Congestion Pricing Gets a $354 Million Boost

The U.S. Department of Transportation has agreed to give the city $354 million to implement a congestion pricing plan or some other traffic mitigation scheme that lowers traffic in Manhattan by six percent—the same reduction promised by Mayor Bloomberg's initial plan.

The funding clears one hurdle for Bloomberg's controversial congestion pricing plan because the compromise Albany lawmakers agreed upon last month required that the state or the city come up with $250 million to implement a traffic plan.

Bloomberg's proposal, however, still needs to be approved by a 17-member commission that consists of: 3 appointees from the mayor, 3 appointees from the Governor, 3 appointees from the City Council, 3 appointees from the state senate majority leader, 3 appointees from the state assembly speaker, and one each from the senate minority leader and the assembly minority leader.

The commission must approve a traffic mitigation plan, but necessarily the mayor's congestion pricing scheme. But any plan approved by the commission to achieve a 6 percent reduction in traffic.

A full summary of the legislation from the mayor's office in July follows:

SUMMARY OF CONGESTION PRICING LEGISLATION

NYC is authorized to present and implement a detailed congestion pricing plan to address traffic congestion within a zone of severe traffic congestion in Manhattan. Such plan shall include (a) the geographic area to be covered; (b) the proposed dollar amount of any congestion pricing fee; (c) the technology to be used to implement such pricing plan; and (d) the number and scope of exemptions granted from such fee requirements. The Mayor shall submit the traffic mitigation plan by August 1, 2007.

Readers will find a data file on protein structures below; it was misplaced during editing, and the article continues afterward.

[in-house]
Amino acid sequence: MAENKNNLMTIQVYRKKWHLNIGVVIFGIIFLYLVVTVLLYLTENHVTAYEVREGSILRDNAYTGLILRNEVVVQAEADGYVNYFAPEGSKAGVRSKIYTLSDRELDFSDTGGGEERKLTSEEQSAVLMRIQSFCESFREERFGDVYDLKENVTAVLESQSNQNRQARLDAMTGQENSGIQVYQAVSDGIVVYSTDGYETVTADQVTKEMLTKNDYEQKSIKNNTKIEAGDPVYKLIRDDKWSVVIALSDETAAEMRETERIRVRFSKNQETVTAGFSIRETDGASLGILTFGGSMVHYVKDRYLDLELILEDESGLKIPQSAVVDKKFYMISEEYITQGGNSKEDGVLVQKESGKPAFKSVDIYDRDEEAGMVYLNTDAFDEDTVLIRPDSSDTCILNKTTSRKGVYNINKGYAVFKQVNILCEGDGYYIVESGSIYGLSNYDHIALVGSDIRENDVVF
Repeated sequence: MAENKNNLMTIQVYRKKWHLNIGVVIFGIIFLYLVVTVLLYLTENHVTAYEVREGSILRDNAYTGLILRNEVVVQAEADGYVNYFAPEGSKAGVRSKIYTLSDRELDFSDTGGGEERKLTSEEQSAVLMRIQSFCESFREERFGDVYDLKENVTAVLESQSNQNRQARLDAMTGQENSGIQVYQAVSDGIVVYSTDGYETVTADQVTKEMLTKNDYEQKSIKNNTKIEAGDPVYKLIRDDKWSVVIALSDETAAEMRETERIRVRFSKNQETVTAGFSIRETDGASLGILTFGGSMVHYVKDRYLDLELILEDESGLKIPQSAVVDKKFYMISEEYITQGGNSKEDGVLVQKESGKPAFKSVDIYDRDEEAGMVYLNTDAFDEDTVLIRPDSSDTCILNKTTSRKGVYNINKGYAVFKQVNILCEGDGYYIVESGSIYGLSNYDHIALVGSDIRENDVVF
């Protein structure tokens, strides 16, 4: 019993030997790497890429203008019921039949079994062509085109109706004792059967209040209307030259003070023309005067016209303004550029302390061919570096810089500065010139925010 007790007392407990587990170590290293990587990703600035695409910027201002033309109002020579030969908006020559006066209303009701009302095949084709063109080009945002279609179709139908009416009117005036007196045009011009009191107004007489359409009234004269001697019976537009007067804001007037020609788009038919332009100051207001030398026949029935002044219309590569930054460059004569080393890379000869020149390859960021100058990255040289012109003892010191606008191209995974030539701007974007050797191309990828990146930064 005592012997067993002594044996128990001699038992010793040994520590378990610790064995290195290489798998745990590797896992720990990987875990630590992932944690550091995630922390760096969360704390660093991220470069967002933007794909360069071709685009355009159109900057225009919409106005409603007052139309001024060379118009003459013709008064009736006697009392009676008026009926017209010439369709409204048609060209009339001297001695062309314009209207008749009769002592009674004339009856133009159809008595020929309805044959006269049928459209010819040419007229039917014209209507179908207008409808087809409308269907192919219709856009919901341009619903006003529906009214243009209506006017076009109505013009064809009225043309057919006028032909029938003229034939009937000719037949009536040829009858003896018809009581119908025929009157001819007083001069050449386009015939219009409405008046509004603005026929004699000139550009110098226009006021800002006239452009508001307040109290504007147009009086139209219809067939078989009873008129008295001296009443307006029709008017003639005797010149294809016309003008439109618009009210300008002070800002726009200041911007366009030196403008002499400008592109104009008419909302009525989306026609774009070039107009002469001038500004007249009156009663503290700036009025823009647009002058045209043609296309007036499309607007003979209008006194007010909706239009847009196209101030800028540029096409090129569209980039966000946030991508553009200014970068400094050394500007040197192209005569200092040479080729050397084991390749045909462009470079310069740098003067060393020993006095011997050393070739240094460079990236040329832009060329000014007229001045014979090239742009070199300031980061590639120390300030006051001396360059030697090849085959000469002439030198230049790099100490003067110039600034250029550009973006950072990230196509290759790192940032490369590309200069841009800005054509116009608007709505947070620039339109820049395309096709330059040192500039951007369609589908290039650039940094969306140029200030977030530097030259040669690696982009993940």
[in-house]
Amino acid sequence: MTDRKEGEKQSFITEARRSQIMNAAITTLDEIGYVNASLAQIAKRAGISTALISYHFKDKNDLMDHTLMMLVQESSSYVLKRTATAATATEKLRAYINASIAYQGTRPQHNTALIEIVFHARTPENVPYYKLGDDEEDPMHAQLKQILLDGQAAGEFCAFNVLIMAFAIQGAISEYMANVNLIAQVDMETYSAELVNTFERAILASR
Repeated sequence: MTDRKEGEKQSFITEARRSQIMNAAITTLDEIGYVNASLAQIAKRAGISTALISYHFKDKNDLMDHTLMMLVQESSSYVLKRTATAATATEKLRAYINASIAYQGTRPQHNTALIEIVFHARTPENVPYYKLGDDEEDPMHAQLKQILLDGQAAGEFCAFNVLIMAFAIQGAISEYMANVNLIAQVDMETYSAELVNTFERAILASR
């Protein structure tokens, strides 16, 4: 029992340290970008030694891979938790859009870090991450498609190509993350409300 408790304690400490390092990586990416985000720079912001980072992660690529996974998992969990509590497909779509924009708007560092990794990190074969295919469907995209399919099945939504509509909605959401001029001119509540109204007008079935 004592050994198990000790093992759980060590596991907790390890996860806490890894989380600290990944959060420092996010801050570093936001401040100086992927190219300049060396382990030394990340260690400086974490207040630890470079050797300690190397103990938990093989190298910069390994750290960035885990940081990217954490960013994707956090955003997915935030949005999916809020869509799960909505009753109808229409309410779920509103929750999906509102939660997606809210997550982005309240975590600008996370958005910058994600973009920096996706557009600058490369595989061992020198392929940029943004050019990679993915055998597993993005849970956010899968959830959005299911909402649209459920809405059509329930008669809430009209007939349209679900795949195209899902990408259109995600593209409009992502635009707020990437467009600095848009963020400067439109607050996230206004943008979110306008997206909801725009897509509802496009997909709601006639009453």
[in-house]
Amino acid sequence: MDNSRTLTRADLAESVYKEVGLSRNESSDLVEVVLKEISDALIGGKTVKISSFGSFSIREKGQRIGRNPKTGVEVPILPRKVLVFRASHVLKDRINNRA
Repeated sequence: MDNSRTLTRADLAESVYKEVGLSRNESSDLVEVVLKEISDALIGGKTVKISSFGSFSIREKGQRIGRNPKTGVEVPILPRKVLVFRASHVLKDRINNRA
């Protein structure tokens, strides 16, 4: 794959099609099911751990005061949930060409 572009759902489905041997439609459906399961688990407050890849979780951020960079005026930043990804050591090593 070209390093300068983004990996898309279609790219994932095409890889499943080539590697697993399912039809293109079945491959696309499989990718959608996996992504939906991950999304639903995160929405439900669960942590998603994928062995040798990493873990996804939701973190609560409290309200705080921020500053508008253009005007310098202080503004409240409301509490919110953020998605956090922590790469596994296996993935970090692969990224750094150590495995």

NYC may not impose or collect any fee for traveling into or within designated zone unless the implementation plan has been approved by the State Legislature by March 31, 2008 and signed into law by the Governor, pursuant to a request from the Mayor that the State Legislature consider such plan where such request has been approved by the City Council.

A NYC Traffic Congestion Mitigation Commission shall undertake a review and study of the issues related to the implementation of the plan submitted by NYC. It may also review and study other plans to reduce traffic congestion and other related health and safety issues. The Commission shall have 17 members comprised of appointees by State and City officials.

The Commission shall conduct hearings, take testimony and review information and proposals regarding traffic congestion. It shall issue to the Governor, State Legislature, the Mayor and City Council recommendations with respect to the details of implementing the plan submitted by the Mayor and other such proposals. These recommendations shall constitute “the implementation plan”. The implementation plan must provide at least the same level of traffic mitigation, as measured by the 6.3% reduction in average vehicle miles traveled, as proposed in the traffic mitigation plan submitted to US DOT on June 22, 2007.

The Commission shall approve by a majority vote its implementation plan and submit such plan to the Governor, State Legislature, the Mayor and City Council by January 31, 2008. The State Legislature shall consider such implementation plan by March 31, 2008.

By October 1, 2007, the MTA shall submit comments on the Mayor’s plan as well as (a) a description of the additional capital needs required for implementation; (b) proposed utilization of any potential revenue derived from such plan for such capital needs; and (c) the impact of such revenue upon the authority’s capital and operating budgets.

By March 31, 2008 (an 18-month acceleration), the MTA shall submit a capital program for the period covering July 1, 2008 through December 31, 2008.


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